MAY 23, 2019 9:45 AM PDT

Artificial Intelligence In Cardiology

WRITTEN BY: Abbie Arce

The term artificial intelligence broadly refers to the use of algorithms to discover connections and insights buried within data sets. Although these insights might have been there all along, they may have been difficult to notice. Machine learning is an adaptive process of interpreting information from real-world data sets by making use of computers that learn from experiences. These machines are fed data and learn from repetition, in much the same way as a child.

As artificial intelligence and machine learning develop, they’re likely to find a permanent home in medicine. In exploring concepts like predictive modeling, the medical use of algorithms, and deep learning, we can discover ways these methods could be applied to cardiology. Scientists working on this incredible technology hope that someday we may use machines to help deliver precision medicine.

With the advent of genome sequencing and other data-rich technologies, cardiologists are required to interpret huge amounts of information. Simultaneously, healthcare systems are constantly scrutinized for their efficiency with patients demanding more personalized care, faster. Because of this, physicians require advanced tools to keep up.

This is where machine learning can enhance patient care. Not only can computers crunch massive amounts of data for research, but they can also aid physicians in diagnosing and treating patients with greater precision.

In the future, health data will not be collected solely in medical offices. Wearable technology, already popular with consumers and practitioners alike, will help by taking health readings remotely. These readings can then be sent to doctors and fed through machines for interpretation. Amongst many possible applications, this type of technology will allow patients who may have previously required hospital stays to be monitored remotely. Additionally, patients once required to come in for regularly scheduled testing may be able to conduct a test from the comfort of their own home.

One benefit of using AI in cardiology is the amount of data that can be analyzed. In cardiac medicine, imaging modalities like CAT scans, MRIs, and intravascular ultrasounds create enormous amounts of data. These data sets could not easily be studied via traditional statistical methods.

Today, machine learning can help to automate cardiac imaging workflows by providing faster readings, interpretation, and diagnosis. This is only one of many sources of possible data sets in cardiology, meaning the possibilities for automation are vast.

Although there is some debate as to whether AI will replace doctors in the near future, many believe machines will simply improve medicine by making doctors more efficient.

Despite all the excitement surrounding the use of AI in medicine, machines are not perfect. Even the best algorithm is limited by the data it receives. It is the job of scientists to decide what data is required by these machines for them to be most effective in medical roles.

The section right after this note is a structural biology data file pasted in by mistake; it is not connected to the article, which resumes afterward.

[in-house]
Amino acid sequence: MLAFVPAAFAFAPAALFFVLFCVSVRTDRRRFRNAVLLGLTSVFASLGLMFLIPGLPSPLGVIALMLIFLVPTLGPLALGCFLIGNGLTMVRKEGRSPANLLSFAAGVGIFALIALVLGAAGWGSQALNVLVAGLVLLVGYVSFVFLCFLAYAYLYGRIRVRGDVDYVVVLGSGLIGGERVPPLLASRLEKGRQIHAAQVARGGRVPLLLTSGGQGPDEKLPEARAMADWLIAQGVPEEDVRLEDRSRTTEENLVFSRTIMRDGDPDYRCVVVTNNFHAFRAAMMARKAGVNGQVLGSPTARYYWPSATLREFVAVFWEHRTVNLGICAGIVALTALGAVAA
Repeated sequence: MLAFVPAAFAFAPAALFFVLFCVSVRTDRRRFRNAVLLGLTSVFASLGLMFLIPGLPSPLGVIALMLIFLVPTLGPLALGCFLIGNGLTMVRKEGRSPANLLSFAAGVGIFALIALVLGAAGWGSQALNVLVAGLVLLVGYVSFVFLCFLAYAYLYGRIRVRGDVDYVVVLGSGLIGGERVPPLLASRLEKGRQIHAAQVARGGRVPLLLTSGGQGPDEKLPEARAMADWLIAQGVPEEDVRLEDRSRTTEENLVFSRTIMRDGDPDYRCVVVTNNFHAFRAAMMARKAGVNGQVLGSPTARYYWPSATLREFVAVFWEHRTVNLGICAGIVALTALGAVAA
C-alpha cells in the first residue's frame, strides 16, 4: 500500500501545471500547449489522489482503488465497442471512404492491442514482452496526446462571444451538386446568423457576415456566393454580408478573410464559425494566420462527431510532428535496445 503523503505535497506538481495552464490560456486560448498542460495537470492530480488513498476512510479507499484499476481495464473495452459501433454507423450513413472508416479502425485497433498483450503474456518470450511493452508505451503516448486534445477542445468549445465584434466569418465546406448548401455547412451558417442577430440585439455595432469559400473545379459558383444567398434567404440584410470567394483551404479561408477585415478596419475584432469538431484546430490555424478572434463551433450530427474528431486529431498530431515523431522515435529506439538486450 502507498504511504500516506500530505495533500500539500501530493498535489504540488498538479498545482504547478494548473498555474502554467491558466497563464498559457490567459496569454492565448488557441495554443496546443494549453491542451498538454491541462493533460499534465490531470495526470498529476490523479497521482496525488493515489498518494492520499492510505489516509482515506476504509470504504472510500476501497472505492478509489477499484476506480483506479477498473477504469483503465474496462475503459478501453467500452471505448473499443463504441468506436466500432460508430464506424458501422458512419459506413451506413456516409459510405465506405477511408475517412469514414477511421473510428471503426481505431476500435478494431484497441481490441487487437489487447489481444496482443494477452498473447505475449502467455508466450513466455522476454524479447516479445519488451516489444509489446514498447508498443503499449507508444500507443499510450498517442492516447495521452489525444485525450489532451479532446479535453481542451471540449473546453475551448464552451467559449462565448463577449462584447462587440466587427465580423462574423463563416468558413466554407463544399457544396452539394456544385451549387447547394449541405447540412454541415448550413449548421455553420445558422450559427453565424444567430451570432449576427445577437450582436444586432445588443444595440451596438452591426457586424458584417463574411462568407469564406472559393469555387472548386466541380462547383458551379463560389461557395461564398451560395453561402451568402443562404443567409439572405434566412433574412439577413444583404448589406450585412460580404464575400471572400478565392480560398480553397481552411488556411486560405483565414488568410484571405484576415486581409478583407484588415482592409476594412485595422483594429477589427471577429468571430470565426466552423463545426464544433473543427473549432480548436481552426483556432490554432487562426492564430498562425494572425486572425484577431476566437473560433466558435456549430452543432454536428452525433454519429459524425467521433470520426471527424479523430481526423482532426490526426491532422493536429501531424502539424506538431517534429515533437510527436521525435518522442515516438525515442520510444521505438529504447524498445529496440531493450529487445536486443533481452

In the above video, Dr. Paul Friedman, chair of cardiovascular medicine at the male clinic, discusses emerging AI technology and how it can be useful in Cardiovascular medicine.


 

Sources: CNBCResearch GateScience Direct

About the Author
  • Abbie is an AFAA certified personal trainer and fitness instructor with an interest in all things health-science. She has recently graduated with her BS in Applied Sport and Exercise Science from Barry University in Miami. Next, she intends to earn an MPH with a focus in Epidemiology.
You May Also Like
AUG 22, 2020
Cardiology
Can Playing Your Favorite Music Improve Your Physical Performance?
AUG 22, 2020
Can Playing Your Favorite Music Improve Your Physical Performance?
If you go to the gym, you will usually see people with headphones jamming out to their favorite music while exercising. ...
AUG 20, 2020
Cardiology
Cilia are Found to Have Vesicles That May Influence Heart Disease
AUG 20, 2020
Cilia are Found to Have Vesicles That May Influence Heart Disease
Cells have many specialized organelles, including a kind of signaling hub called a cilium, which sticks out of the surfa ...
SEP 01, 2020
Cardiology
Can the Protein Dysferlin Protect Your Heart from Reperfusion Injury
SEP 01, 2020
Can the Protein Dysferlin Protect Your Heart from Reperfusion Injury
Have you ever experienced the head rush you get from standing up to fast? Well, oddly enough, something similar happens ...
OCT 20, 2020
Cardiology
Investigating a New Method in Heart Repair
OCT 20, 2020
Investigating a New Method in Heart Repair
Cardiovascular disease is a widespread issue that affects millions across the world. One of the most common of these dis ...
OCT 21, 2020
Cell & Molecular Biology
Extracellular Vesicles Help Heart Cells Survive a Heart Attack
OCT 21, 2020
Extracellular Vesicles Help Heart Cells Survive a Heart Attack
During a heart attack, blood flow is blocked and cells lose oxygen and begin to die. Scientists are developing many new ...
NOV 01, 2020
Neuroscience
Depression Increases Risk of Having a Stroke
NOV 01, 2020
Depression Increases Risk of Having a Stroke
Researchers in Alabama have found that people who suffer from multiple depressive symptoms are at an increased risk of h ...
Loading Comments...